An adversary obtains unauthorized information due to insecure or incomplete data deletion in a multi-tenant environment. If a cloud provider fails to completely delete storage and data from former cloud tenants' systems/resources, once these resources are allocated to new, potentially malicious tenants, the latter can probe the provided resources for sensitive information still there.
When an operating system starts, it also starts programs called services or daemons. Adversaries may install a new service which will be executed at startup (on a Windows system, by modifying the registry). The service name may be disguised by using a name from a related operating system or benign software. Services are usually run with elevated privileges.
When an operating system starts, it also starts programs called services or daemons. Modifying existing services may break existing services or may enable services that are disabled/not commonly used.
An adversary exploits a weakness in authentication to install malware that alters the functionality and information provide by targeted operating system API calls. Often referred to as rootkits, it is often used to hide the presence of programs, files, network connections, services, drivers, and other system components.
When a file is opened, its file handler is checked to determine which program opens the file. File handlers are configuration properties of many operating systems. Applications can modify the file handler for a given file extension to call an arbitrary program when a file with the given extension is opened.
An adversary exploits weaknesses in privilege management or access control to replace a trusted executable with a malicious version and enable the execution of malware when that trusted executable is called.
An adversary manipulates the files in a shared location by adding malicious programs, scripts, or exploit code to valid content. Once a user opens the shared content, the tainted content is executed.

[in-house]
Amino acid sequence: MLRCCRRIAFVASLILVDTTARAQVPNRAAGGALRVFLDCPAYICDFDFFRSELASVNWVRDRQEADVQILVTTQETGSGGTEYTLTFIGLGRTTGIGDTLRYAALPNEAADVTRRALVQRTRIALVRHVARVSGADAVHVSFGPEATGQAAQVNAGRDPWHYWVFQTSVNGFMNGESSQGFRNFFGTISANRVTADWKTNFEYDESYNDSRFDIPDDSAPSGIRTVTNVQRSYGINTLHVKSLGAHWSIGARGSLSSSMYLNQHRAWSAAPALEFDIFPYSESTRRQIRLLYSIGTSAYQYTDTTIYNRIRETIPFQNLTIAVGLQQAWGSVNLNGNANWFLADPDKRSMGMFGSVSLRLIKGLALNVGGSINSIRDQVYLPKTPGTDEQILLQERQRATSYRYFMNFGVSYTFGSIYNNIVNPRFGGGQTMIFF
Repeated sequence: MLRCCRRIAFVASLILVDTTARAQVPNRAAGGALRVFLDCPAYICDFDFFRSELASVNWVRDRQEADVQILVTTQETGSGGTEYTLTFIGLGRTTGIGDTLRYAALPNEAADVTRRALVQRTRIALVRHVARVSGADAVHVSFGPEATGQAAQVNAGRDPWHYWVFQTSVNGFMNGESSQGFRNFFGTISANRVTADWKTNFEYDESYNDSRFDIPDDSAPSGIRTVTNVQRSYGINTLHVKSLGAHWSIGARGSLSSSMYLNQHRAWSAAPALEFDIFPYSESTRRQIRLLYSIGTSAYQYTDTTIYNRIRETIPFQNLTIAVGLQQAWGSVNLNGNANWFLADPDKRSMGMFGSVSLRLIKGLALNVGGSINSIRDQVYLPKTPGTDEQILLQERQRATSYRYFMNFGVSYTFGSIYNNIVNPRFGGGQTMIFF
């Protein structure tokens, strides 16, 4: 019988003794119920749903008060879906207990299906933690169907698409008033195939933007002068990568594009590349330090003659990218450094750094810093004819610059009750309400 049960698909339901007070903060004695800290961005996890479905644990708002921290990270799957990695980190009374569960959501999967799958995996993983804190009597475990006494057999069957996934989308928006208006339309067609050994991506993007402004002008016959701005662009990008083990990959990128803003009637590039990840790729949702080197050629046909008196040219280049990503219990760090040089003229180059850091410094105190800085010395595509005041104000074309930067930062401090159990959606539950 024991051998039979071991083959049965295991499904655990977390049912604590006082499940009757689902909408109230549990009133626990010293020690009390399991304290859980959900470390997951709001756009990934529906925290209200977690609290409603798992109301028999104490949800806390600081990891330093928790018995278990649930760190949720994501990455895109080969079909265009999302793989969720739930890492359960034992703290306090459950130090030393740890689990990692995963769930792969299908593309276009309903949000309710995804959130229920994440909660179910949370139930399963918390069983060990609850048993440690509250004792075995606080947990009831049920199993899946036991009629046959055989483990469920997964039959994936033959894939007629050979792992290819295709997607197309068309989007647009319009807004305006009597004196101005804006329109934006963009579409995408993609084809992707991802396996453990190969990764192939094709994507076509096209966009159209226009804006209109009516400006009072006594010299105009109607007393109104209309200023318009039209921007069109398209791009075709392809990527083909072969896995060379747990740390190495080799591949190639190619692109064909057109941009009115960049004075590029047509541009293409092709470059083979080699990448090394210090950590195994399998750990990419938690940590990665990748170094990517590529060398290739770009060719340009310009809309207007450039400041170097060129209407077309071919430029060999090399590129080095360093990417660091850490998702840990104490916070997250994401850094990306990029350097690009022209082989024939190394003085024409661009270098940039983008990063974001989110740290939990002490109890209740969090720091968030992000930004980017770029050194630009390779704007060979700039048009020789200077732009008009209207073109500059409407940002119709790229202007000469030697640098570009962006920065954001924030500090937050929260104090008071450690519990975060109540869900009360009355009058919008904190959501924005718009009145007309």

An adversaries may add malicious content to a website through the open file share and then browse to that content with a web browser to cause the server to execute the content. The malicious content will typically run under the context and permissions of the web server process, often resulting in local system or administrative privileges depending on how the web server is configured.
Operating system allows logon scripts to be run whenever a specific user or users logon to a system. If adversaries can access these scripts, they may insert additional code into the logon script. This code can allow them to maintain persistence or move laterally within an enclave because it is executed every time the affected user or users logon to a computer. Modifying logon scripts can effectively bypass workstation and enclave firewalls. Depending on the access configuration of the logon scripts, either local credentials or a remote administrative account may be necessary.
An adversary exploits a weakness in access control to disable security tools so that detection does not occur. This can take the form of killing processes, deleting registry keys so that tools do not start at run time, deleting log files, or other methods.